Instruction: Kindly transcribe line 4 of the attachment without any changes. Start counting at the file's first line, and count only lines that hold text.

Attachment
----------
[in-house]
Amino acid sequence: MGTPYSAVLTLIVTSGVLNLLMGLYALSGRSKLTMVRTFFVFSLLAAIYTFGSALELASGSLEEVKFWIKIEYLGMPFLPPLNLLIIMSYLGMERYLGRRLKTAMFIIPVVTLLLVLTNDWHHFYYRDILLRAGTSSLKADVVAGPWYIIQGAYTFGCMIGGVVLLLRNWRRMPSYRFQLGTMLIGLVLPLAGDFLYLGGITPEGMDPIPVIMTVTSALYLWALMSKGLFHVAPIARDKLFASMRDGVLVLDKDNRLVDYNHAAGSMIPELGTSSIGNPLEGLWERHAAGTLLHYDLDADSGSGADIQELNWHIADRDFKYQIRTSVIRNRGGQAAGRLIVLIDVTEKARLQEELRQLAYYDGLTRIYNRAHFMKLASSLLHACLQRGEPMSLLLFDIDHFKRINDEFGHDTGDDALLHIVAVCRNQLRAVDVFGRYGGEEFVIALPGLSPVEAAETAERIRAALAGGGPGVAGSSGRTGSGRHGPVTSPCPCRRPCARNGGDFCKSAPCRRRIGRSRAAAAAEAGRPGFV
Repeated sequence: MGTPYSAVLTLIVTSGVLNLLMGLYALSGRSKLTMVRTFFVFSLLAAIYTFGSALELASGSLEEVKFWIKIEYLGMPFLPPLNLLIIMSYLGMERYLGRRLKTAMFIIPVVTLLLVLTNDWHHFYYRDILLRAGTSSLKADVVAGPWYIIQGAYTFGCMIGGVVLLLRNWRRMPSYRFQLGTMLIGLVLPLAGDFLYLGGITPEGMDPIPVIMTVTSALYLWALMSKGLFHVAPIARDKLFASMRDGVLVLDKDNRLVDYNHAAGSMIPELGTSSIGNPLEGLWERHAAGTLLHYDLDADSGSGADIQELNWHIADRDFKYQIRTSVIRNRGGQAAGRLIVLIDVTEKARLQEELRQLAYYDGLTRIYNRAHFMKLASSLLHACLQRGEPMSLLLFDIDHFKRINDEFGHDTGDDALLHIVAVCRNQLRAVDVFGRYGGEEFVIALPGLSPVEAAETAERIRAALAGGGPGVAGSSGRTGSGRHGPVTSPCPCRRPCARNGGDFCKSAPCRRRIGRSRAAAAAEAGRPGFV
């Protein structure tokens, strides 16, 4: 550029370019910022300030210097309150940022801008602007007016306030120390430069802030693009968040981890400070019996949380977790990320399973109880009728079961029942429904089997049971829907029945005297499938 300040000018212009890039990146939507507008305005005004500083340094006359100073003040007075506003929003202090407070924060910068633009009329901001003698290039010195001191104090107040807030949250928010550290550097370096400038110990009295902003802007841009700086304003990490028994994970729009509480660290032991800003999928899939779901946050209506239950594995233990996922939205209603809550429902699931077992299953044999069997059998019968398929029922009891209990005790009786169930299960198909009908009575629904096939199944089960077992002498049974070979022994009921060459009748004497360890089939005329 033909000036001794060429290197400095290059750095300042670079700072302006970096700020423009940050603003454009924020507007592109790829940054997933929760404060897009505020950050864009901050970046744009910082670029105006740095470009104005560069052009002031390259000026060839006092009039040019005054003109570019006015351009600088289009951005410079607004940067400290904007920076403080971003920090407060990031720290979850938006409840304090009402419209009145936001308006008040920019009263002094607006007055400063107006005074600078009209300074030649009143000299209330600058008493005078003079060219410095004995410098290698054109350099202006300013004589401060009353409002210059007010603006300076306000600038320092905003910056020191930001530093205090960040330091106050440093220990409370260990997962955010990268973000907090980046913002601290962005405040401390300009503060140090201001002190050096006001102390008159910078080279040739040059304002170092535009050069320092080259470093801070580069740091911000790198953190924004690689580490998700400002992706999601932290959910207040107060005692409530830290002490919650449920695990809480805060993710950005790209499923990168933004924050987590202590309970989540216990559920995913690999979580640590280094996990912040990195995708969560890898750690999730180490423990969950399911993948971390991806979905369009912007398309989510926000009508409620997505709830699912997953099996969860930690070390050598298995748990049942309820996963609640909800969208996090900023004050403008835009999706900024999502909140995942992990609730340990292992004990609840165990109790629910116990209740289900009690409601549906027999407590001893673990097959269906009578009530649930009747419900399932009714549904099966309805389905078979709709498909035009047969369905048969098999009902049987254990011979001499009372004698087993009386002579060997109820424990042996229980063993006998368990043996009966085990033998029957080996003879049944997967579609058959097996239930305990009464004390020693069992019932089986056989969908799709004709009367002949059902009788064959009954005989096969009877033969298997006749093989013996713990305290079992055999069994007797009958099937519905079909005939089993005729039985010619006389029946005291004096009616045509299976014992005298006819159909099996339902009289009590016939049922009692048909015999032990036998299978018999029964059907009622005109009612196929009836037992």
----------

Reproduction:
């Protein structure tokens, strides 16, 4: 550029370019910022300030210097309150940022801008602007007016306030120390430069802030693009968040981890400070019996949380977790990320399973109880009728079961029942429904089997049971829907029945005297499938 300040000018212009890039990146939507507008305005005004500083340094006359100073003040007075506003929003202090407070924060910068633009009329901001003698290039010195001191104090107040807030949250928010550290550097370096400038110990009295902003802007841009700086304003990490028994994970729009509480660290032991800003999928899939779901946050209506239950594995233990996922939205209603809550429902699931077992299953044999069997059998019968398929029922009891209990005790009786169930299960198909009908009575629904096939199944089960077992002498049974070979022994009921060459009748004497360890089939005329 033909000036001794060429290197400095290059750095300042670079700072302006970096700020423009940050603003454009924020507007592109790829940054997933929760404060897009505020950050864009901050970046744009910082670029105006740095470009104005560069052009002031390259000026060839006092009039040019005054003109570019006015351009600088289009951005410079607004940067400290904007920076403080971003920090407060990031720290979850938006409840304090009402419209009145936001308006008040920019009263002094607006007055400063107006005074600078009209300074030649009143000299209330600058008493005078003079060219410095004995410098290698054109350099202006300013004589401060009353409002210059007010603006300076306000600038320092905003910056020191930001530093205090960040330091106050440093220990409370260990997962955010990268973000907090980046913002601290962005405040401390300009503060140090201001002190050096006001102390008159910078080279040739040059304002170092535009050069320092080259470093801070580069740091911000790198953190924004690689580490998700400002992706999601932290959910207040107060005692409530830290002490919650449920695990809480805060993710950005790209499923990168933004924050987590202590309970989540216990559920995913690999979580640590280094996990912040990195995708969560890898750690999730180490423990969950399911993948971390991806979905369009912007398309989510926000009508409620997505709830699912997953099996969860930690070390050598298995748990049942309820996963609640909800969208996090900023004050403008835009999706900024999502909140995942992990609730340990292992004990609840165990109790629910116990209740289900009690409601549906027999407590001893673990097959269906009578009530649930009747419900399932009714549904099966309805389905078979709709498909035009047969369905048969098999009902049987254990011979001499009372004698087993009386002579060997109820424990042996229980063993006998368990043996009966085990033998029957080996003879049944997967579609058959097996239930305990009464004390020693069992019932089986056989969908799709004709009367002949059902009788064959009954005989096969009877033969298997006749093989013996713990305290079992055999069994007797009958099937519905079909005939089993005729039985010619006389029946005291004096009616045509299976014992005298006819159909099996339902009289009590016939049922009692048909015999032990036998299978018999029964059907009622005109009612196929009836037992």